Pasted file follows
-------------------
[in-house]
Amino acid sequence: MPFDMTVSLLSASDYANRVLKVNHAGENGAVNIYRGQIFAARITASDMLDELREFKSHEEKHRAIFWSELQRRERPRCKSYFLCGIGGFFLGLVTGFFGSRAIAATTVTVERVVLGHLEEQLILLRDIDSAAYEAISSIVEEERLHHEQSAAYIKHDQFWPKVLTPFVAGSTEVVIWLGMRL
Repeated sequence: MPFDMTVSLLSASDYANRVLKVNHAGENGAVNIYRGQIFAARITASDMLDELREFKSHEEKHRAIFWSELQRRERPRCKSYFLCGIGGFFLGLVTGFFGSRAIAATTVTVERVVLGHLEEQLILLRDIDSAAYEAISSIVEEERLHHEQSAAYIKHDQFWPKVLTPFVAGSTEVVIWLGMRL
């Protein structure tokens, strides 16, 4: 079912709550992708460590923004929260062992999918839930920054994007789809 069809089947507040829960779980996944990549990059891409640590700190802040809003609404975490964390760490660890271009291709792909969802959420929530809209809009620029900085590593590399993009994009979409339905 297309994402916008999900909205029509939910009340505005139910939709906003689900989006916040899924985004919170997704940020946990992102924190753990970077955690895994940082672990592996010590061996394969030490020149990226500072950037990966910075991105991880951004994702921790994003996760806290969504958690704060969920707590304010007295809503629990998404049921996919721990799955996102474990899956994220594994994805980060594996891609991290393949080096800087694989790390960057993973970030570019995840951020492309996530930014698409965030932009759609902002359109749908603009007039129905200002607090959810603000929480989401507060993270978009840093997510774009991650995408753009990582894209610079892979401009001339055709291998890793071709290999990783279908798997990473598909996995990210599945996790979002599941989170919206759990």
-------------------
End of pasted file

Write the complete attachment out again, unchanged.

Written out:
[in-house]
Amino acid sequence: MPFDMTVSLLSASDYANRVLKVNHAGENGAVNIYRGQIFAARITASDMLDELREFKSHEEKHRAIFWSELQRRERPRCKSYFLCGIGGFFLGLVTGFFGSRAIAATTVTVERVVLGHLEEQLILLRDIDSAAYEAISSIVEEERLHHEQSAAYIKHDQFWPKVLTPFVAGSTEVVIWLGMRL
Repeated sequence: MPFDMTVSLLSASDYANRVLKVNHAGENGAVNIYRGQIFAARITASDMLDELREFKSHEEKHRAIFWSELQRRERPRCKSYFLCGIGGFFLGLVTGFFGSRAIAATTVTVERVVLGHLEEQLILLRDIDSAAYEAISSIVEEERLHHEQSAAYIKHDQFWPKVLTPFVAGSTEVVIWLGMRL
């Protein structure tokens, strides 16, 4: 079912709550992708460590923004929260062992999918839930920054994007789809 069809089947507040829960779980996944990549990059891409640590700190802040809003609404975490964390760490660890271009291709792909969802959420929530809209809009620029900085590593590399993009994009979409339905 297309994402916008999900909205029509939910009340505005139910939709906003689900989006916040899924985004919170997704940020946990992102924190753990970077955690895994940082672990592996010590061996394969030490020149990226500072950037990966910075991105991880951004994702921790994003996760806290969504958690704060969920707590304010007295809503629990998404049921996919721990799955996102474990899956994220594994994805980060594996891609991290393949080096800087694989790390960057993973970030570019995840951020492309996530930014698409965030932009759609902002359109749908603009007039129905200002607090959810603000929480989401507060993270978009840093997510774009991650995408753009990582894209610079892979401009001339055709291998890793071709290999990783279908798997990473598909996995990210599945996790979002599941989170919206759990």